- Ultimate Guide to Solving Equations – though I do want to edit it, I think it is an invaluable resource for helping students manage all of the possibilities when solving complex equations. I’ll make another, separate post, about this item (which I will soon be selling in my TPT store).

Second, things I’ve used in the past that I might want to keep using OR I might want to use if I modify:

- A couple of “catchy” sayings to help students remember things. I’ve used, “When in blue, you write it too” to help students with note-taking difficulty know when to copy something from the board. I’ve used “Check yourself before you wreck yourself” to help students remember to check reasonableness (and formal checks for solving equations). I’ve used “check your row before you go” to remind students to look at their desks and clean up around them. I like them, but I’m not sure how much my students actually benefit from them.
- Accountable talk stems – I’ve used these in the past (but I didn’t my most recent year teaching), and I think I’d like to use them again. I’ll do a whole separate post at some point about these because I have some thoughts on paring down to just the essential ones, and which ones I think are best to use in a math classroom that’s the right kind of environment for me.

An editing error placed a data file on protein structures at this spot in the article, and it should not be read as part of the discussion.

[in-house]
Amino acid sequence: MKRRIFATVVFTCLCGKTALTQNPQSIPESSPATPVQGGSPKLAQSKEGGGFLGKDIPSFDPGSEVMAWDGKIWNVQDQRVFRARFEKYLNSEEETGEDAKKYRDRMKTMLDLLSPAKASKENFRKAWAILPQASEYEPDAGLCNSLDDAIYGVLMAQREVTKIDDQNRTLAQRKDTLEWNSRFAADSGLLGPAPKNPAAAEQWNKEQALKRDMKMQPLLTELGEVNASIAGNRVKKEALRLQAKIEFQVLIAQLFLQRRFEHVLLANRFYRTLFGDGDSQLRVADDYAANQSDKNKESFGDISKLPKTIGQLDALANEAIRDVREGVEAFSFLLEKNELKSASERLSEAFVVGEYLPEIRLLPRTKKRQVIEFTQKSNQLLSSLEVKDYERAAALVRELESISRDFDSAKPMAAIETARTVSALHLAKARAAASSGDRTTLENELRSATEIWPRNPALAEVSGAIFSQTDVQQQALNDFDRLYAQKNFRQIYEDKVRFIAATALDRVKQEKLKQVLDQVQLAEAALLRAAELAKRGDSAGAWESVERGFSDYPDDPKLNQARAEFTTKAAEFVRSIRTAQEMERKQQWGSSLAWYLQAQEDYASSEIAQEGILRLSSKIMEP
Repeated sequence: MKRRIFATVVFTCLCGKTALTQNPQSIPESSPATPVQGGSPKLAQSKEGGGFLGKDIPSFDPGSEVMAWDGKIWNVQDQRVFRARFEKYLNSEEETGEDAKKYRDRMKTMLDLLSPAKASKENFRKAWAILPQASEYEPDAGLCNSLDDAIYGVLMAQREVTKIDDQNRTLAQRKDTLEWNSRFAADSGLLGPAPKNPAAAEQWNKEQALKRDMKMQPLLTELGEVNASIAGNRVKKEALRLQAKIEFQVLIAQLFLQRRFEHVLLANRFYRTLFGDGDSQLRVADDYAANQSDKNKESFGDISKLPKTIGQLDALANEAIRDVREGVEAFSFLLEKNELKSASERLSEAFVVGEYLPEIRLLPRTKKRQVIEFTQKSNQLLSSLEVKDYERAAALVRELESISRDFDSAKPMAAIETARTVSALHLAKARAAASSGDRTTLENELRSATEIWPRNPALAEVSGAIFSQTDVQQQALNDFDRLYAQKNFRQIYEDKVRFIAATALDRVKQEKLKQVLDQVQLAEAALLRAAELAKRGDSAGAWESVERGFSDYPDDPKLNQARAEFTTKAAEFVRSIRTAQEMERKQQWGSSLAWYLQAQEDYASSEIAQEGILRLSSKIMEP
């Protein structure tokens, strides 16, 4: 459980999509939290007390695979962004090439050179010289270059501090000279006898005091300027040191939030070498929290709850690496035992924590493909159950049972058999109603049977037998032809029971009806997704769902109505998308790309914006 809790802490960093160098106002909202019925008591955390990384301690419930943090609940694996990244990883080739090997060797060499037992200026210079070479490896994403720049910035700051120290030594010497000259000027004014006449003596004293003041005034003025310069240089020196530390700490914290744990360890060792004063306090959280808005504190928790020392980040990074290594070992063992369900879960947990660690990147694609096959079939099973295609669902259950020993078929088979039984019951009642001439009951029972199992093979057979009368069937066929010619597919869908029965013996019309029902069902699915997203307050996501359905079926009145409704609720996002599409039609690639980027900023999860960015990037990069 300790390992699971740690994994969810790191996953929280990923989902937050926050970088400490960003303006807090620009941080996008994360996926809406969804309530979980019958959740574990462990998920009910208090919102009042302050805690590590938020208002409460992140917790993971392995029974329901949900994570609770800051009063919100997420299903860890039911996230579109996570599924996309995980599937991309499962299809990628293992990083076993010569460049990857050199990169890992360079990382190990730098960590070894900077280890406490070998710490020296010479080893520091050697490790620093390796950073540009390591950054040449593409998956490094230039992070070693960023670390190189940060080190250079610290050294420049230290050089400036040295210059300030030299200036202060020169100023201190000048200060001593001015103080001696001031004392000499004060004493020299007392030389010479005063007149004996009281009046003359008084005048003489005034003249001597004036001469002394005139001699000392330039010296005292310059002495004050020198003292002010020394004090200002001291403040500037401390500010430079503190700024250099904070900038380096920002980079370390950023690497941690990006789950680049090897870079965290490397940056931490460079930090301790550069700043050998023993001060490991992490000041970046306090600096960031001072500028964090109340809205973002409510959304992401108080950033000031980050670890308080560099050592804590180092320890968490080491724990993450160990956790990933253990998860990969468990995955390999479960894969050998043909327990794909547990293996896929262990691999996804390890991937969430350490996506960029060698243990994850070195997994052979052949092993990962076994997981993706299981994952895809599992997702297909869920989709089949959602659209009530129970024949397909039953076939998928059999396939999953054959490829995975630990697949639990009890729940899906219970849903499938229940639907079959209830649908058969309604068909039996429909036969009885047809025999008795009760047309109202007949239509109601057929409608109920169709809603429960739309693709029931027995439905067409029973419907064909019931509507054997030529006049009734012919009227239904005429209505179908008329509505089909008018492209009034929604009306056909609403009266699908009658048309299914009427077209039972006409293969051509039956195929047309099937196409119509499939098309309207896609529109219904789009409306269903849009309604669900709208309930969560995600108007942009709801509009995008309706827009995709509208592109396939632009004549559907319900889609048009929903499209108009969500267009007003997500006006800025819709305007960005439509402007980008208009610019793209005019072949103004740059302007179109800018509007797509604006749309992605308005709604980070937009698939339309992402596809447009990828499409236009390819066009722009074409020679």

- UPS Check – it’s essentially Polya’s four-step problem solving process. I rolled this out last year as part of a school-wide initiative at my old school. It stands for “Understand, Plan, Solve, Check” and it’s catchy when said “UPS Check.” Plus, I found that by modeling it explicitly and then asking students to solve problems using it, when a student said “I’m stuck,” I was able to direct them to the U phase and say, “Have you understood the problem yet? Go back and do those four things again.” (where the poster said stuff like “Read the problem carefully,” which we discussed to mean underlining and annotating, “Write down the question in your own words,” and “List the relevant information that’s given in the problem.”

Third, new things I want to incorporate based on what I’ve learned about recently:

- Biggest one here is number strings and number talks and using them in conjunction with each other to develop my students’ number sense.
- Which one doesn’t belong? I’d like to use these on a semi-regular basis (maybe once per week?)
- Specific math discussion types (from Intentional Talk) as relevant to my problems.
- Desmos – I think I want to tell my sixth and 7th graders to download it onto their phones, even though we might not use it very often (since we don’t do a tremendous amount of graphing, and from what I can tell, it’s BIGGEST POWER is in the arena of graphing – but maybe we would do more??)
- Using google classroom, since I’ll no longer be required to use E-Chalk (and I need to think more about how exactly I’m going to use this, beyond just posting HW assignments online, since I don’t think there’s as much technology available at my new school as their was at my old school).

I feel like there were a few other things I was planning on including on this list, but now I can’t seem to remember any of the others. I’ll add to my list as I recall more.